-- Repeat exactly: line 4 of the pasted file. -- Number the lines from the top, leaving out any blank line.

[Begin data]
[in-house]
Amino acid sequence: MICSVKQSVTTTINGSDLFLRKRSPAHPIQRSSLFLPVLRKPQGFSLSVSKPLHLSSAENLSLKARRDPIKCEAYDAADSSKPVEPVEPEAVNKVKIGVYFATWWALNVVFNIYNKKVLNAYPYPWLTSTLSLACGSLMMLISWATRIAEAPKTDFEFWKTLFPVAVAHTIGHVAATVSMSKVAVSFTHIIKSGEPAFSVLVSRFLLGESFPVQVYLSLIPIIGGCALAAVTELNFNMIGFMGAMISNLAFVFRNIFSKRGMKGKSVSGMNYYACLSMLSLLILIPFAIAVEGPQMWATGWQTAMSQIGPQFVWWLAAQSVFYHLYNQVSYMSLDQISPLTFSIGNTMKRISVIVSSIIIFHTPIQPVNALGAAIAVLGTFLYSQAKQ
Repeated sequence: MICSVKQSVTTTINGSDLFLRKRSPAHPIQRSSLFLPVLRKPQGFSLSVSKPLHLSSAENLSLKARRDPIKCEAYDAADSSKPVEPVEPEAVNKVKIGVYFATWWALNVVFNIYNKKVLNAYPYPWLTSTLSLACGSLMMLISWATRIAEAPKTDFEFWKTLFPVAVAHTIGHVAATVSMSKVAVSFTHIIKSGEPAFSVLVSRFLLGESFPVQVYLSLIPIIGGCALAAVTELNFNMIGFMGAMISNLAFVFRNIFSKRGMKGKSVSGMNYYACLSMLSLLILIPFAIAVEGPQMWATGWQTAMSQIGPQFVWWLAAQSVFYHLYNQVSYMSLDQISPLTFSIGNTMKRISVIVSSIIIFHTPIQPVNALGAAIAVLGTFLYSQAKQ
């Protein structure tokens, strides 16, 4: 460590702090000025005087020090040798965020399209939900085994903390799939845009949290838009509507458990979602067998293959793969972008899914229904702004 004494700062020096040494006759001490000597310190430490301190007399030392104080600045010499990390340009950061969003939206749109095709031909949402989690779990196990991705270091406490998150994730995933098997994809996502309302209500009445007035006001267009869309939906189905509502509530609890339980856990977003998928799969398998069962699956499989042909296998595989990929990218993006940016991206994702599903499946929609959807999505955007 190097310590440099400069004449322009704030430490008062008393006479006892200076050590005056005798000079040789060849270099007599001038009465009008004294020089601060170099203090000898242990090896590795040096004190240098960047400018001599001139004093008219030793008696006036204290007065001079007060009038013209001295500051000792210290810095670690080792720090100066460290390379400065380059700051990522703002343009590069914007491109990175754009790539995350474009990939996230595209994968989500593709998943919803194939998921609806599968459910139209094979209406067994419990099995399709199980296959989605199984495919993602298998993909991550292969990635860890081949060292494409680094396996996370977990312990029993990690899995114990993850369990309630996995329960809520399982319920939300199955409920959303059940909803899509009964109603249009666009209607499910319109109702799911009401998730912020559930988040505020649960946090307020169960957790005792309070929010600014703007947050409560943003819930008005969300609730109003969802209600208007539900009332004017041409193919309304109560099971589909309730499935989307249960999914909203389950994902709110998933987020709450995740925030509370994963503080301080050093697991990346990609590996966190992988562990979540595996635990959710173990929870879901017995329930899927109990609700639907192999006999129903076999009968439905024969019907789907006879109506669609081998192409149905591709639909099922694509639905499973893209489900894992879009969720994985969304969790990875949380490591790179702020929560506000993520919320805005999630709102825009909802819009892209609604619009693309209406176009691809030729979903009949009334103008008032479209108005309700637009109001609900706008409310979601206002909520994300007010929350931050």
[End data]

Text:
């Protein structure tokens, strides 16, 4: 460590702090000025005087020090040798965020399209939900085994903390799939845009949290838009509507458990979602067998293959793969972008899914229904702004 004494700062020096040494006759001490000597310190430490301190007399030392104080600045010499990390340009950061969003939206749109095709031909949402989690779990196990991705270091406490998150994730995933098997994809996502309302209500009445007035006001267009869309939906189905509502509530609890339980856990977003998928799969398998069962699956499989042909296998595989990929990218993006940016991206994702599903499946929609959807999505955007 190097310590440099400069004449322009704030430490008062008393006479006892200076050590005056005798000079040789060849270099007599001038009465009008004294020089601060170099203090000898242990090896590795040096004190240098960047400018001599001139004093008219030793008696006036204290007065001079007060009038013209001295500051000792210290810095670690080792720090100066460290390379400065380059700051990522703002343009590069914007491109990175754009790539995350474009990939996230595209994968989500593709998943919803194939998921609806599968459910139209094979209406067994419990099995399709199980296959989605199984495919993602298998993909991550292969990635860890081949060292494409680094396996996370977990312990029993990690899995114990993850369990309630996995329960809520399982319920939300199955409920959303059940909803899509009964109603249009666009209607499910319109109702799911009401998730912020559930988040505020649960946090307020169960957790005792309070929010600014703007947050409560943003819930008005969300609730109003969802209600208007539900009332004017041409193919309304109560099971589909309730499935989307249960999914909203389950994902709110998933987020709450995740925030509370994963503080301080050093697991990346990609590996966190992988562990979540595996635990959710173990929870879901017995329930899927109990609700639907192999006999129903076999009968439905024969019907789907006879109506669609081998192409149905591709639909099922694509639905499973893209489900894992879009969720994985969304969790990875949380490591790179702020929560506000993520919320805005999630709102825009909802819009892209609604619009693309209406176009691809030729979903009949009334103008008032479209108005309700637009109001609900706008409310979601206002909520994300007010929350931050």